Merchants ready to give 3-D Secure a second chance

Register now

As merchants seek out better ways to defend themselves from rampant online fraud, some are pinning their hopes on a recent upgrade to the card brands’ 3-D Secure Authentication technology.

The 3-D Secure program, which aims to decrease online fraud by confirming a customer’s identity at checkout, has met criticism from merchants and consumers since the card networks introduced it more than a decade ago. The program adds an extra authentication step, and in its earliest form required customers to produce an extra password at checkout and before the transaction is approved.

Consumers didn’t like the program because they didn’t want to have to go through the extra trouble of creating another password to remember, and merchants didn’t like it because the added friction led to abandoned carts.

But now with EMV shifting fraud away from the point of sale and into the e-commerce space, proponents of 3-D Secure say it could serve as an important tool in mitigating e-commerce fraud, especially after EMVCo updated the technology last October to support app-based authentication and integration with digital wallets. Mastercard Identity Check, commonly called Selfie Pay, is also based on 3-D Secure.

James Prechtl is one merchant who was sold on 3-D Secure, even before the update. Prechtl owns Supplement Central, which sells nutritional supplements online and has been in business for 16 years.

Fraud has been a big hassle for his company, and many banks consider nutraceutical companies like his to be high-risk merchants.

At one point, Prechtl noticed $15,000 in chargebacks, or about 50 transactions per month. At that time, the business had been doing a lot of international volume, mainly in Brazil, and the company fell victim to a large credit card fraud ring at a time when it didn’t have anything in place to prevent it.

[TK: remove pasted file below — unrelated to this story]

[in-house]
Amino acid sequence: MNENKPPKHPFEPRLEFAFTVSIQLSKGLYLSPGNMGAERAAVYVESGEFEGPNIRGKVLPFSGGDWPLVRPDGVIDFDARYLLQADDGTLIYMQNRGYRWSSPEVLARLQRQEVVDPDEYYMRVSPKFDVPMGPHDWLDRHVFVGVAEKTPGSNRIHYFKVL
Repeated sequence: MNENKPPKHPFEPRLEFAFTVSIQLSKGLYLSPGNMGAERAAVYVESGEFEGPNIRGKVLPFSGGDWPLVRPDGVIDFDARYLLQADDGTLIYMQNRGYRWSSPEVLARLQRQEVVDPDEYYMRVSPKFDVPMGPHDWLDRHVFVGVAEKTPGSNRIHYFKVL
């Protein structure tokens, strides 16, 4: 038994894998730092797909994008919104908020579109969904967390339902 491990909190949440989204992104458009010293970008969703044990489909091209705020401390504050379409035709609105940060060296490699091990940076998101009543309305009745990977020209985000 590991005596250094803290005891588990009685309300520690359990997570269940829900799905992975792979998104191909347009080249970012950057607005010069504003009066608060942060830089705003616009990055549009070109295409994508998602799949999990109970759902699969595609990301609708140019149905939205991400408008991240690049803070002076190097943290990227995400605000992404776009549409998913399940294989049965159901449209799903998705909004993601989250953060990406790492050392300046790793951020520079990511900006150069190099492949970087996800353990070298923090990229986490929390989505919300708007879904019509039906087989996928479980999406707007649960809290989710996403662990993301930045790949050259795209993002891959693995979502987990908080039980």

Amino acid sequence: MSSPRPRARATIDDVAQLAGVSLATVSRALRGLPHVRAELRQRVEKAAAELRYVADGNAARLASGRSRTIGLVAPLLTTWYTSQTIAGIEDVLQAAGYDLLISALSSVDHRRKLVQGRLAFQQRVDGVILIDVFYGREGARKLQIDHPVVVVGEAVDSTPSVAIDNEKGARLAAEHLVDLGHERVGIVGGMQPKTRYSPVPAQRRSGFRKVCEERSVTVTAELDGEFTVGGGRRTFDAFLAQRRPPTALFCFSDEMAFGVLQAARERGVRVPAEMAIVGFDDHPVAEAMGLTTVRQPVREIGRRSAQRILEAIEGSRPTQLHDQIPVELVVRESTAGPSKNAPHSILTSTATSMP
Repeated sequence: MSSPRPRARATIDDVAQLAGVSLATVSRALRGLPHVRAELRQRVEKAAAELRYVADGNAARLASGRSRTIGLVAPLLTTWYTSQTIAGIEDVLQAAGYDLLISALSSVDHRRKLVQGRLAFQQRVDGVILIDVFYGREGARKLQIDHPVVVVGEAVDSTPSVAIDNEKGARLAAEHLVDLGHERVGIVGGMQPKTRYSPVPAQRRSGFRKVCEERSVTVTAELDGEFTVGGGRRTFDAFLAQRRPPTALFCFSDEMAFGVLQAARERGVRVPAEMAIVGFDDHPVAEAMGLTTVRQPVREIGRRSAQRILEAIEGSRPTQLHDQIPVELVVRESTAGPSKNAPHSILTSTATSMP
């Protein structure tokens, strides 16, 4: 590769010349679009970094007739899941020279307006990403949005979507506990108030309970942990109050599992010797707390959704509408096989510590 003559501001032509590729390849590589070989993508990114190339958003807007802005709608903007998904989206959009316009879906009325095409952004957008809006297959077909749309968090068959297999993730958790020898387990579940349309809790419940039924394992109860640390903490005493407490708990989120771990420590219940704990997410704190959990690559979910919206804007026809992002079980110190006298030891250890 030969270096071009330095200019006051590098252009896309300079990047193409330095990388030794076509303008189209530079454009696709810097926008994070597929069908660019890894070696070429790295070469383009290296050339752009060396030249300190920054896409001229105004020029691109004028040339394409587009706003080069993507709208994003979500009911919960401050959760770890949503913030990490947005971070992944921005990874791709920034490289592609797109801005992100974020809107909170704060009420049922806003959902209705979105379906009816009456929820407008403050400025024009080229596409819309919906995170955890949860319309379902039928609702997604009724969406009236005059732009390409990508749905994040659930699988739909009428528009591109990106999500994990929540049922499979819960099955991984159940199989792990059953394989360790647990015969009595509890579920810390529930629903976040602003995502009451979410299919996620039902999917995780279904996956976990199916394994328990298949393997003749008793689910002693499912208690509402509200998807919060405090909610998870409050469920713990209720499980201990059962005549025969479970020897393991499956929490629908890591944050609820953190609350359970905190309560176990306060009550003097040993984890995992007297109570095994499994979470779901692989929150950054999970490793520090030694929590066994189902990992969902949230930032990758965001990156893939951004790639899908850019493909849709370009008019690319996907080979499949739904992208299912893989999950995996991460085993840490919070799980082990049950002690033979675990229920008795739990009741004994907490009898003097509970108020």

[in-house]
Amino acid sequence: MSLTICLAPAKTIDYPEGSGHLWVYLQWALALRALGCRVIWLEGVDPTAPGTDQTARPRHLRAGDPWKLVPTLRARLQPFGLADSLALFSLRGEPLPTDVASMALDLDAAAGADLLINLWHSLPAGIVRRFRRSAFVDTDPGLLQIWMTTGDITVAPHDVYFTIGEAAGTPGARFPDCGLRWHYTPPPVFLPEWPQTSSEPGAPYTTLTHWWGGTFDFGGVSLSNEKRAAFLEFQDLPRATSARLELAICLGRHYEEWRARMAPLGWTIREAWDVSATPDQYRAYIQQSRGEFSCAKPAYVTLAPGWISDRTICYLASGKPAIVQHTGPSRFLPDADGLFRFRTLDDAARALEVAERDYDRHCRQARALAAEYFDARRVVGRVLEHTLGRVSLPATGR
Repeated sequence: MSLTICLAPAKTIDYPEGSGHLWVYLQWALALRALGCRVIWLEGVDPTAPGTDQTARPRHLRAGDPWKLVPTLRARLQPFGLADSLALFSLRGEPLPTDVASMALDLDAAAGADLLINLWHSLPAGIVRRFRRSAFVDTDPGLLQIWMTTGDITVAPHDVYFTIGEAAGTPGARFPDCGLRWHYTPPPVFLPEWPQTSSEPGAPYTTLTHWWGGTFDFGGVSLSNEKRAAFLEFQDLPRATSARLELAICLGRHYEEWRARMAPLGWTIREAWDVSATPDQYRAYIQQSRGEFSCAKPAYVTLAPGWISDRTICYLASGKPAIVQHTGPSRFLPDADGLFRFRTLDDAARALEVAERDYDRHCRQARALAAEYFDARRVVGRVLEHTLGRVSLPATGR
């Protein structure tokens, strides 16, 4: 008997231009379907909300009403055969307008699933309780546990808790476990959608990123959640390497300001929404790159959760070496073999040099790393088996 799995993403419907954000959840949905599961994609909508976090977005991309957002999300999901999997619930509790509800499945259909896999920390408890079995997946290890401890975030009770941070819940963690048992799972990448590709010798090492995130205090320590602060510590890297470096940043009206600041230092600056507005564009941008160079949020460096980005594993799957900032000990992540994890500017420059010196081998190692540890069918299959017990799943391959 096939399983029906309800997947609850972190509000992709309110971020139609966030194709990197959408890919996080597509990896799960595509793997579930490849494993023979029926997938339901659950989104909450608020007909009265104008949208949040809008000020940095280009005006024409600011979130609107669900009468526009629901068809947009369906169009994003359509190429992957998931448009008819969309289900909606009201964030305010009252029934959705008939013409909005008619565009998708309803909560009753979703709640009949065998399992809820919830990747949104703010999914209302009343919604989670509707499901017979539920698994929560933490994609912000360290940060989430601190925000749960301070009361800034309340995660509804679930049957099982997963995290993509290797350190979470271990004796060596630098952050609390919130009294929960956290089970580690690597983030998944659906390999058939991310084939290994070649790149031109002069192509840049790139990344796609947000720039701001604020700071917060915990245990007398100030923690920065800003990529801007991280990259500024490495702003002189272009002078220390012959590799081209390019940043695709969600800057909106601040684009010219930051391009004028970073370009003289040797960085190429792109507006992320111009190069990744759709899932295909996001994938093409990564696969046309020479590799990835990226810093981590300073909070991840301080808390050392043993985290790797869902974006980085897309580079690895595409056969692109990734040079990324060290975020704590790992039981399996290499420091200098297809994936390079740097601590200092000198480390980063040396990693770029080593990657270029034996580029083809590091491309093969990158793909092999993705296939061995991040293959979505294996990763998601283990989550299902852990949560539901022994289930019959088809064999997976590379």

“It was a significant hit,” he says. His normal chargeback volume was $6,000 a year, or about 10 a month.

The company tried out a few different security providers until deciding on 3-D Secure.

Prechtl says 3-D Secure appealed to his business because it had dealt with so many stolen credit cards, which tends to be a problem in his area of business. He says the banks don’t typically promote it to merchants. “We found it on our own,” he says.

Prechtl started using a provider specializing in 3-D Secure and recently switched to Paay, a fraud protection tool that authenticates transactions via 3-D Secure.

Now he sees about one chargeback a month, totaling about $2,000 a year. Fewer buyers are being unnecessarily flagged, which means more orders can go through on time. And to produce less cart abandonment than previous versions of 3-D Secure did, the updated version relies on risk-based authentication, which means the card issuer determines whether the transaction is high or low risk. For a low-risk transaction, no authentication is required.

“We don’t have to hold back as many orders now,” he says, adding that as long as the company can verify that the customer is the actual cardholder, the order can go out. “It makes a much better experience for the customer. They’re not contacted and placed on hold or anything like that,” he says.

Yitz Mendlowitz, co-founder of Paay, says his company has worked to support the latest 3-D Secure so merchants can better protect themselves from fraud without a rise in cart abandonment.

That can be especially helpful to merchants like Supplement Central that are considered high-risk, even though many of their transactions don’t present the same risk level.

“It gives a lot of these high-risk merchants the ability to bring chargebacks down to a ratio that’s considered a lot more normal,” Mendlowitz says.

For reprint and licensing requests for this article, click here.